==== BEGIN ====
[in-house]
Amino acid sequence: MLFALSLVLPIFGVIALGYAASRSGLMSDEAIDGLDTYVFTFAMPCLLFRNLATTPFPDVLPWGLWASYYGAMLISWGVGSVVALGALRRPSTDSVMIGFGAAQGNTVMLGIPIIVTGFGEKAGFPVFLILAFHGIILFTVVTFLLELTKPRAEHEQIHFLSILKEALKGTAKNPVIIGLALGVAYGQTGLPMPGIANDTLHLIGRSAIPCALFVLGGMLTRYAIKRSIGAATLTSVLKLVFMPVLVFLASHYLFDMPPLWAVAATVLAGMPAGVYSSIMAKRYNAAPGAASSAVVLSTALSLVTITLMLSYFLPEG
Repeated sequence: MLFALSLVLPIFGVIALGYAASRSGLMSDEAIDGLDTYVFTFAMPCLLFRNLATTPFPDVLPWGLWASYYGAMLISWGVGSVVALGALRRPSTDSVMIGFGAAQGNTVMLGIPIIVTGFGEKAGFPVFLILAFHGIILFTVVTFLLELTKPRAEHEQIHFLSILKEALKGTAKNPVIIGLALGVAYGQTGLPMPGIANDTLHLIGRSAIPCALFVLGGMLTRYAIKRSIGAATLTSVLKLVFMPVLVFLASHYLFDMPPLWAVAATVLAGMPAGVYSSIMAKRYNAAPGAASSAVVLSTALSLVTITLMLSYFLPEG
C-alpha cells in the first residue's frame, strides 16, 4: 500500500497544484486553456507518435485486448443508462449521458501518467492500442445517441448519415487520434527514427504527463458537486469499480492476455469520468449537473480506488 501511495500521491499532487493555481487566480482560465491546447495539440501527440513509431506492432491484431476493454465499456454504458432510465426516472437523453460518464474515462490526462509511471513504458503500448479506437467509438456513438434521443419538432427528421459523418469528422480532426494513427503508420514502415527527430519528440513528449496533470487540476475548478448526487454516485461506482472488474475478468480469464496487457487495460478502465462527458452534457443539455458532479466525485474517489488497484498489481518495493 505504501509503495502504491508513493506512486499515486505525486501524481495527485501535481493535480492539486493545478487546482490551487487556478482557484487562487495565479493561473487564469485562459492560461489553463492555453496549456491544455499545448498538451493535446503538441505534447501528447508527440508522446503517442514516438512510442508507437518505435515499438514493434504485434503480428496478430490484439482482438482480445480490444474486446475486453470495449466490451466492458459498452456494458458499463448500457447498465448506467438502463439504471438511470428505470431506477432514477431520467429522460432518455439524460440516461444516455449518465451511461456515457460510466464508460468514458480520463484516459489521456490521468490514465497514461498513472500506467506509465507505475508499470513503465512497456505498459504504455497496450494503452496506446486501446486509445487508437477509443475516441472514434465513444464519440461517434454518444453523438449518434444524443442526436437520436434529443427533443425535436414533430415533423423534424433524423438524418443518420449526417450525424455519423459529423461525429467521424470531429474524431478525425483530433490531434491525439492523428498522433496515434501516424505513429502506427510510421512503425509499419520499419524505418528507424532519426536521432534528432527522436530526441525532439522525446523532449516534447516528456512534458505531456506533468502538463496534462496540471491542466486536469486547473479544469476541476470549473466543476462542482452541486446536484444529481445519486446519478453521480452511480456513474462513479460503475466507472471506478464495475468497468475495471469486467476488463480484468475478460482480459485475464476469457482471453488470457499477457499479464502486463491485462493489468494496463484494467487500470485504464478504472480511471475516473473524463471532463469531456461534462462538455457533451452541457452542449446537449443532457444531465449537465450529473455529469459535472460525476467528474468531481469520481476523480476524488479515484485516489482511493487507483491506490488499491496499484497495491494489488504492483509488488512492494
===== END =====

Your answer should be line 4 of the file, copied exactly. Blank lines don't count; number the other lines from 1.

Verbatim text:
C-alpha cells in the first residue's frame, strides 16, 4: 500500500497544484486553456507518435485486448443508462449521458501518467492500442445517441448519415487520434527514427504527463458537486469499480492476455469520468449537473480506488 501511495500521491499532487493555481487566480482560465491546447495539440501527440513509431506492432491484431476493454465499456454504458432510465426516472437523453460518464474515462490526462509511471513504458503500448479506437467509438456513438434521443419538432427528421459523418469528422480532426494513427503508420514502415527527430519528440513528449496533470487540476475548478448526487454516485461506482472488474475478468480469464496487457487495460478502465462527458452534457443539455458532479466525485474517489488497484498489481518495493 505504501509503495502504491508513493506512486499515486505525486501524481495527485501535481493535480492539486493545478487546482490551487487556478482557484487562487495565479493561473487564469485562459492560461489553463492555453496549456491544455499545448498538451493535446503538441505534447501528447508527440508522446503517442514516438512510442508507437518505435515499438514493434504485434503480428496478430490484439482482438482480445480490444474486446475486453470495449466490451466492458459498452456494458458499463448500457447498465448506467438502463439504471438511470428505470431506477432514477431520467429522460432518455439524460440516461444516455449518465451511461456515457460510466464508460468514458480520463484516459489521456490521468490514465497514461498513472500506467506509465507505475508499470513503465512497456505498459504504455497496450494503452496506446486501446486509445487508437477509443475516441472514434465513444464519440461517434454518444453523438449518434444524443442526436437520436434529443427533443425535436414533430415533423423534424433524423438524418443518420449526417450525424455519423459529423461525429467521424470531429474524431478525425483530433490531434491525439492523428498522433496515434501516424505513429502506427510510421512503425509499419520499419524505418528507424532519426536521432534528432527522436530526441525532439522525446523532449516534447516528456512534458505531456506533468502538463496534462496540471491542466486536469486547473479544469476541476470549473466543476462542482452541486446536484444529481445519486446519478453521480452511480456513474462513479460503475466507472471506478464495475468497468475495471469486467476488463480484468475478460482480459485475464476469457482471453488470457499477457499479464502486463491485462493489468494496463484494467487500470485504464478504472480511471475516473473524463471532463469531456461534462462538455457533451452541457452542449446537449443532457444531465449537465450529473455529469459535472460525476467528474468531481469520481476523480476524488479515484485516489482511493487507483491506490488499491496499484497495491494489488504492483509488488512492494